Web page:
It happened that for a 90,000 Dong ride I was asked for 100,000 Dong flat rate, well 10,000 Dong is maybe 30 euro cents, would you wait for another cab for 30 euro cents? I wouldn’t. Of course, if they offer you 200,000 Dong you already know that the fare is way out of line.
Use GRAB App
In case of WiFi connection or presence of data connection if you will have purchased the local sim card, you could use GRAB and you would not have to do any calculation.
GRAB is a widely used application in Vietnam and the operation is similar to that of Uber. Through the app you can request a transfer from point A and point B and the app already shows you how much you will spend. These are not official cabs but it is still a reliable service as well as very convenient. Once you enter your request, the app looks for an available driver who will accept your route. When a driver accepts your request, you are sent information about the driver, the license plate of the car and the type of car used.
Nice little parenthesis…they can also send you chat-like messages, I’ve had them send smiley faces a couple of times…never mind valà.
How to cross the street in Vietnam
This sounds trivial but it’s not. Forget precedence, crosswalks and green for pedestrians at traffic lights. Put yourself in anarchy mode and at the same time cross your fingers.
All kidding aside. Crossing the street in Vietnam can be dangerous given the huge number of mopeds and the lack of aptitude for traffic rules on the part of anyone driving a motor vehicle.
When crossing the street you must be decisive, go slowly but be sure that the moped coming toward you has seen you and changes direction.
If you pay attention and are decisive, nothing happens. In the city, cars and mopeds go slow, they honk all the time but don’t worry because that is simply their way of communicating their presence on the road.
Backpack or trolley: which is the best solution?
Whenever I find myself having to pack a suitcase, I am always torn between using a trolley or a backpack.
Let’s say that due to the nature of travel, using a lot of public transportation, a backpack would be preferable because it allows you to keep your hands free and not have to drag anything around. So if you are fond of traveling with a backpack you will be comfortable.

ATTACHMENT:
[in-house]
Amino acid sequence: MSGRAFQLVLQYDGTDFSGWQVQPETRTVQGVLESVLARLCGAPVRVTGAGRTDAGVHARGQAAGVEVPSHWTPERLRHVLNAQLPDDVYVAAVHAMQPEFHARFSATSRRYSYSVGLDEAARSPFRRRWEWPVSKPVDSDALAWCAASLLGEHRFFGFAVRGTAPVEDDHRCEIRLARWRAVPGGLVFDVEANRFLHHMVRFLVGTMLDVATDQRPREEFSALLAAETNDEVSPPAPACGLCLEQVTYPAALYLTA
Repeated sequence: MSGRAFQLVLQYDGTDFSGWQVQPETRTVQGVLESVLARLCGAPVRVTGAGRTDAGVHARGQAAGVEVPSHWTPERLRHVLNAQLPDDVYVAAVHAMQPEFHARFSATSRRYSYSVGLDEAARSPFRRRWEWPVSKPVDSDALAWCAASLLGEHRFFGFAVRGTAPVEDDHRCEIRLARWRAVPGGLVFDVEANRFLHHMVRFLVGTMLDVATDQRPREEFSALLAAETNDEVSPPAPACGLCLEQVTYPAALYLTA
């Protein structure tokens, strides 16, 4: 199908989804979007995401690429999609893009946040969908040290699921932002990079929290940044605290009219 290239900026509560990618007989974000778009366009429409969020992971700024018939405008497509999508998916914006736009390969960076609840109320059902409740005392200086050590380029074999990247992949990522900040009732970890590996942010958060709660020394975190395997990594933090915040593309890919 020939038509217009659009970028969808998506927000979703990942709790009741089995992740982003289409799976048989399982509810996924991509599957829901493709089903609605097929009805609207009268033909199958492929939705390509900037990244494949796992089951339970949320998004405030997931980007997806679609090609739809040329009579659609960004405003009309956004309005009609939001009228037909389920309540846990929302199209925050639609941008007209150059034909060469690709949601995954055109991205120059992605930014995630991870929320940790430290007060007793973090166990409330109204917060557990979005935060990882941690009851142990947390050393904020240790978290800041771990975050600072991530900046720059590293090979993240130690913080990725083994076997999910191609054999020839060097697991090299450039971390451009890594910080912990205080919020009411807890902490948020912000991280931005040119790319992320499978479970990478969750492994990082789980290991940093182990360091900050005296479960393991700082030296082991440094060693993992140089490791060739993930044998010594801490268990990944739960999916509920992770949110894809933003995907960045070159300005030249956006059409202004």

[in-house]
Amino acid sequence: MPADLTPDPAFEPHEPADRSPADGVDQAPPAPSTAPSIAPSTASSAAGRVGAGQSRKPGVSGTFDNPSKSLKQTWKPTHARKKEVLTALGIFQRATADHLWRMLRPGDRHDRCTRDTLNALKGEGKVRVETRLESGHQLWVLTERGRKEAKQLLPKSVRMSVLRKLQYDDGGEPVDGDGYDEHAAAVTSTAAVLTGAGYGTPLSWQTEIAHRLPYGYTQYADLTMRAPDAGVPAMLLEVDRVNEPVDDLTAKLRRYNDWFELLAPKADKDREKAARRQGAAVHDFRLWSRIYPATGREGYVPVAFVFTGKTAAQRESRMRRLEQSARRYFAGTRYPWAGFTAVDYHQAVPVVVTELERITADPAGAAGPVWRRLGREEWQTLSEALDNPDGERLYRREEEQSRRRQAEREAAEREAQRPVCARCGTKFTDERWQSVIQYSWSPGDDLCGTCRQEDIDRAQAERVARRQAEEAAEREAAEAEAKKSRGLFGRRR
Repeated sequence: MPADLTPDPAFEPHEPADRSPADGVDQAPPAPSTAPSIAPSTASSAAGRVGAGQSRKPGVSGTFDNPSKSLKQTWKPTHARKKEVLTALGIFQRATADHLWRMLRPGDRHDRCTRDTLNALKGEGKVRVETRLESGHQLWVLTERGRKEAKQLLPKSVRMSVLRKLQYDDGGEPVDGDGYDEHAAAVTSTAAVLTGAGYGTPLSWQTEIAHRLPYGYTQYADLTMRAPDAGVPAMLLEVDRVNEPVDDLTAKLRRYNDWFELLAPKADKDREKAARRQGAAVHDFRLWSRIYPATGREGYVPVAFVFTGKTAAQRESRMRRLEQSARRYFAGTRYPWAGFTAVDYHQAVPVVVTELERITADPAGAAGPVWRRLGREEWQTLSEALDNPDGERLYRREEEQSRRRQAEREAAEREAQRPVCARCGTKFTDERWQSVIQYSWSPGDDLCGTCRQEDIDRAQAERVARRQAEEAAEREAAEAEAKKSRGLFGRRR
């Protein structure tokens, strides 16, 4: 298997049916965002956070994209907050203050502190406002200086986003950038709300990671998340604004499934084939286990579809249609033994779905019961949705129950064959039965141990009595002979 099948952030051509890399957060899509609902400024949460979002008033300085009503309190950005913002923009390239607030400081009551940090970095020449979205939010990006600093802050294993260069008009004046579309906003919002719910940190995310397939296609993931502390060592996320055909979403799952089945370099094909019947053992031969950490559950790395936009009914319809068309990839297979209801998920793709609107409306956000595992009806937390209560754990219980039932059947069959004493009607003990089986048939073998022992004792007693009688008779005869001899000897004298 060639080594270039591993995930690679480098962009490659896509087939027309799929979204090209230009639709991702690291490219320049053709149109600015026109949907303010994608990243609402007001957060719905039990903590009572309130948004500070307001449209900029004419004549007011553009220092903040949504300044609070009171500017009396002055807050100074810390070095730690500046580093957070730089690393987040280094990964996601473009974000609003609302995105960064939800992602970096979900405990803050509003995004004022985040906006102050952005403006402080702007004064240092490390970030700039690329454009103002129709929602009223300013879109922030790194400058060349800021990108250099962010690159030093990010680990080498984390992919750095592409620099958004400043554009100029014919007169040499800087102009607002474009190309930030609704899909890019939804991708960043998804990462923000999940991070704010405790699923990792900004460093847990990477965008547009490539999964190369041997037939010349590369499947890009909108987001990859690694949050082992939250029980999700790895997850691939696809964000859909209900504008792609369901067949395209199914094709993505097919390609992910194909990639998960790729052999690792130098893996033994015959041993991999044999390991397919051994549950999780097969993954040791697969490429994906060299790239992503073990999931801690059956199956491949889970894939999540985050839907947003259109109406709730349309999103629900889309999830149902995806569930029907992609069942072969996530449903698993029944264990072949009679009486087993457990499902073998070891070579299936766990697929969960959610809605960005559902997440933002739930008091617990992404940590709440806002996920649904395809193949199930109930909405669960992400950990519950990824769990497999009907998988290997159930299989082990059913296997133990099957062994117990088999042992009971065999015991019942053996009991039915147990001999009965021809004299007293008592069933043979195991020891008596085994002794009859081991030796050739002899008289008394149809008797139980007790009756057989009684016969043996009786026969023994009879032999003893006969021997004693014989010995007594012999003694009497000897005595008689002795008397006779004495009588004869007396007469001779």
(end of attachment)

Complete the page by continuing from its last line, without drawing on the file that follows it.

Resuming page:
I do not like traveling with a backpack and, therefore, always end up filling my trolley. Despite being less practical to carry around, I have not had any problems.
Data connection, WiFi and electrical outlets in Vietnam
You may be in the most remote valleys of Sapa that you will still find WiFi. Joking aside, WiFi is particularly prevalent in Vietnam. Every place, hotel, and cafe has a WiFi connection, and they all work pretty well. Just think, even the train from Sapa to Hanoi had it. The cities themselves have free connections.
The curious thing is that the Vietnamese have a particular fondness for numeric WiFi keys. You will find lots of passwords like 123456789 or 11223344, etc etc.
The data connection has good coverage, if you want to be more secure and not just take advantage of the WiFi connections in the various bars, I recommend buying a local sim card.
As far as electrical outlets are concerned you will find 90% traditional 220v connections as in Italy, sometimes you may happen to have old sockets, flat type, for this reason and to be safer I recommend you to bring a universal adapter with you.
DIY VS Guided Tours
I am usually an arduous advocate of DIY. On this trip to Vietnam I preferred to rely on two different local agencies for the cruise and trekking in Sapa.
DIY assumes one has extra time and I had none available.
In Sapa, it will be your choice whether to go on an organized trek or do some walking on your own; for Halong Bay, on the other hand, it is very complicated to get off the classic tourist routes although it is not impossible. I admit that for some reasons I would have preferred something less touristy but with Ha Long it is difficult to find alternative solutions.
I hope these tips will help you plan your trip to this beautiful country of which for now I have only spoiled an “appetizer.” Vietnam is a country that deserves many days of travel. Should you need any other possible tips or any questions, please feel free to comment on the post, I will reply as soon as I can.